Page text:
With battles raging on so many travel fronts these days, retail professionals in California apparently are taking a "what else in new?" approach to the word that they can expect a $103 bill in the mail soon in the form of an assessment from the Travel Consumer Restitution Corp.

Under the somewhat arcane terms of the state's revised Seller of Travel Law, the fund must rise to a level of $1.6 million this year after taking two major hits in 1998, when Mexico Travel Advisors and a Carlson Wagonlit franchise bit the dust.

Of the $103 assessment, which is over and above the regular $100 annual fee, only $68 will be earmarked for replenishing the fund, which means $35 of a travel agency's reluctant contribution will go to overhead. In all, the 5,700 registered sellers of travel in California will be out $587,100 as a result of the assessment, not an insignificant sum.

Still, travel agents, apparently, have come to terms with the law despite deep reservations about its equity. The flat fees that float the fund, after all, are regressive in that they are the same no matter what the size of the company covered under the umbrella of the legislation.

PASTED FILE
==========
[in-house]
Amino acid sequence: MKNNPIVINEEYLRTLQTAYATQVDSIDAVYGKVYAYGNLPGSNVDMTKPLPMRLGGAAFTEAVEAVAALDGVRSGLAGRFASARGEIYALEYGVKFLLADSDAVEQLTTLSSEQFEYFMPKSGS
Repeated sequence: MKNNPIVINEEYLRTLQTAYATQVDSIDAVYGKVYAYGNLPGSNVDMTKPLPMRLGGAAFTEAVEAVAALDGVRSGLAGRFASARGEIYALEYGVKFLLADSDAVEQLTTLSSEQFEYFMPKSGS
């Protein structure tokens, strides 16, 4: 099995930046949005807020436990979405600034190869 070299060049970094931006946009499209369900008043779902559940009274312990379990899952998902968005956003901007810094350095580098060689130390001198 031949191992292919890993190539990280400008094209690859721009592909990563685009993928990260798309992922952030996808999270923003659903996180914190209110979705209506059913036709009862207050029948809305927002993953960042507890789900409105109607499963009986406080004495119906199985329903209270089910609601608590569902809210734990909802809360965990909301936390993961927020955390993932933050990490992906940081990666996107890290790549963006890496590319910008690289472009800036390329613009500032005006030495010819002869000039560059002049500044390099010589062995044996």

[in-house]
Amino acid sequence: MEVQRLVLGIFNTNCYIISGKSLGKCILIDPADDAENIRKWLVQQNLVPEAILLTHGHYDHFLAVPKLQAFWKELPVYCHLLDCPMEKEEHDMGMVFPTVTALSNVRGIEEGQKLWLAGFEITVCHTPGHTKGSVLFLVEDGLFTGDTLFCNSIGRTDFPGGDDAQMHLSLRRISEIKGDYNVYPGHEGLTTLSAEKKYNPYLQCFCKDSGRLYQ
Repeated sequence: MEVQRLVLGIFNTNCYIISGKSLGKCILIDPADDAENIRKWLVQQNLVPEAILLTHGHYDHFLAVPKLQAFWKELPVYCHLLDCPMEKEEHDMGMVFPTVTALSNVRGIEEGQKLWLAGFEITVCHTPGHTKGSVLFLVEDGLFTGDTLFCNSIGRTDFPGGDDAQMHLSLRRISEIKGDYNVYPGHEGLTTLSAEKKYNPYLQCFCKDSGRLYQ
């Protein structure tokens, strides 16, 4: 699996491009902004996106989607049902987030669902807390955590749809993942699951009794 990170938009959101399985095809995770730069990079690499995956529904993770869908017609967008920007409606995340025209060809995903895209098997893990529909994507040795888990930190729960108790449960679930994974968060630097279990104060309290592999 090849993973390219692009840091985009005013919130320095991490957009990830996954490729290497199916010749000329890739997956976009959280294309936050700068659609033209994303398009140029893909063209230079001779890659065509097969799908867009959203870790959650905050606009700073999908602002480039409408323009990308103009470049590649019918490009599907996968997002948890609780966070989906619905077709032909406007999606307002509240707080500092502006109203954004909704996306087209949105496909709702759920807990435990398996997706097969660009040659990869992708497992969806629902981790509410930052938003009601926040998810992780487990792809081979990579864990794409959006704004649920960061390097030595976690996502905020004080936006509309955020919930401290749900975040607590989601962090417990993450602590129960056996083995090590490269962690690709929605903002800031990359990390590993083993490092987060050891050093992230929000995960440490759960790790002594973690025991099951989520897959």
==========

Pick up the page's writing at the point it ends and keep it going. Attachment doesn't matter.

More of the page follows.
Moreover, tour operators are assessed at the same rate as retailers, even though a vendor's potential failure threatens a far more significant consumer hit on the fund than would be the case if a travel agency had the misfortune to go under.

We wonder, however, if retailers should not be demanding to know exactly how much was paid and to whom last year as a result of claims on the fund, which is administered by the TCRC, a quasi-public institution?

The fund's spokeswoman says such payout information is not available, despite promises in the past that the figures would be part of the public record. It seems only reasonable that agents know where their money is going.

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